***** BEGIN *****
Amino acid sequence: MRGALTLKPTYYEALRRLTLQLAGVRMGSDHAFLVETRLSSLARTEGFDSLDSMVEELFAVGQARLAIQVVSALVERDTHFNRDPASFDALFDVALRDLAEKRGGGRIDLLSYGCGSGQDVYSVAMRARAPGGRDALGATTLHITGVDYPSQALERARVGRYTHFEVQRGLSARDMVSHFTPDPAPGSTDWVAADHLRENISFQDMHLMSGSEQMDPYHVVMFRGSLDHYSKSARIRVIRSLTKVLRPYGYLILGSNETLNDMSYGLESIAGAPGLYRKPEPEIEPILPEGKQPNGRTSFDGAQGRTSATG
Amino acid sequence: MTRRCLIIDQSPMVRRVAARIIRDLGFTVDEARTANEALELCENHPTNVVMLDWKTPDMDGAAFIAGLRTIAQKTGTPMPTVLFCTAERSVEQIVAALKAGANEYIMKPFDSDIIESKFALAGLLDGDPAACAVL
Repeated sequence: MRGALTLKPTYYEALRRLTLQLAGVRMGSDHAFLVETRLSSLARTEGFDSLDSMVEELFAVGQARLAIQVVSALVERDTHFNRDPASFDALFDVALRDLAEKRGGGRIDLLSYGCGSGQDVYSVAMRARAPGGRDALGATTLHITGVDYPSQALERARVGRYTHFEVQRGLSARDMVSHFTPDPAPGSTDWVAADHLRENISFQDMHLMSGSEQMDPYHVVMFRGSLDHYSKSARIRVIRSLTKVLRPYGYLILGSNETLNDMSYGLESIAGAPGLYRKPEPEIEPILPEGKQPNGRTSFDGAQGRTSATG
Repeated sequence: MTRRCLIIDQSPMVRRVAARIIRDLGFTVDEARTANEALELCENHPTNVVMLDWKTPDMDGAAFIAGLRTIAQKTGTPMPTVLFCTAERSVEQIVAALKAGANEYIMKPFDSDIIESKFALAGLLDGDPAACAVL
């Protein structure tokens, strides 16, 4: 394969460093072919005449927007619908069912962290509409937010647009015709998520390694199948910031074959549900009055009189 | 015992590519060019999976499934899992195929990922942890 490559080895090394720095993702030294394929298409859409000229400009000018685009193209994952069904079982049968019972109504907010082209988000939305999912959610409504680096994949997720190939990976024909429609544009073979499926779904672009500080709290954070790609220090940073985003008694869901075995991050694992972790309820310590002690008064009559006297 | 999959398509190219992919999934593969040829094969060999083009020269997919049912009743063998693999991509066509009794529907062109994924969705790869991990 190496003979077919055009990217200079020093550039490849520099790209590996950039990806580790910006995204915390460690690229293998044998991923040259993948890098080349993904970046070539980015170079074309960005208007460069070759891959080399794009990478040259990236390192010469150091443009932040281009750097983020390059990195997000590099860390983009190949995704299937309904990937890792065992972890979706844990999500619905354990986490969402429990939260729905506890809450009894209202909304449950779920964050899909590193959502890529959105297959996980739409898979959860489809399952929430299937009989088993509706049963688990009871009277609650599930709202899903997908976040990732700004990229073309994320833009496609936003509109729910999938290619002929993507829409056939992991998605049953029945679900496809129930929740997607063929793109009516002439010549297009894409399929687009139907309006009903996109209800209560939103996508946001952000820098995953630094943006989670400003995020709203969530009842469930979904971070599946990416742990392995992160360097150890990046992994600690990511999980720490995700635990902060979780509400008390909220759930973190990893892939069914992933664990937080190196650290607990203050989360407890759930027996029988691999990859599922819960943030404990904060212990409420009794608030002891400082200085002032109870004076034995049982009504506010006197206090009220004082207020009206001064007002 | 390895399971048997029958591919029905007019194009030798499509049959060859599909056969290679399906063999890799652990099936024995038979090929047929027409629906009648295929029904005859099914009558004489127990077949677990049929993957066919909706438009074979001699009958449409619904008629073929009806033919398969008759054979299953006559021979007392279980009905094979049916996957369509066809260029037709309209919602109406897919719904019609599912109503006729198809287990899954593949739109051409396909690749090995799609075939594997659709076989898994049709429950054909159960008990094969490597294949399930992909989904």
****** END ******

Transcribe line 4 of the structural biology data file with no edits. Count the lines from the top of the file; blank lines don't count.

Repeated sequence: MTRRCLIIDQSPMVRRVAARIIRDLGFTVDEARTANEALELCENHPTNVVMLDWKTPDMDGAAFIAGLRTIAQKTGTPMPTVLFCTAERSVEQIVAALKAGANEYIMKPFDSDIIESKFALAGLLDGDPAACAVL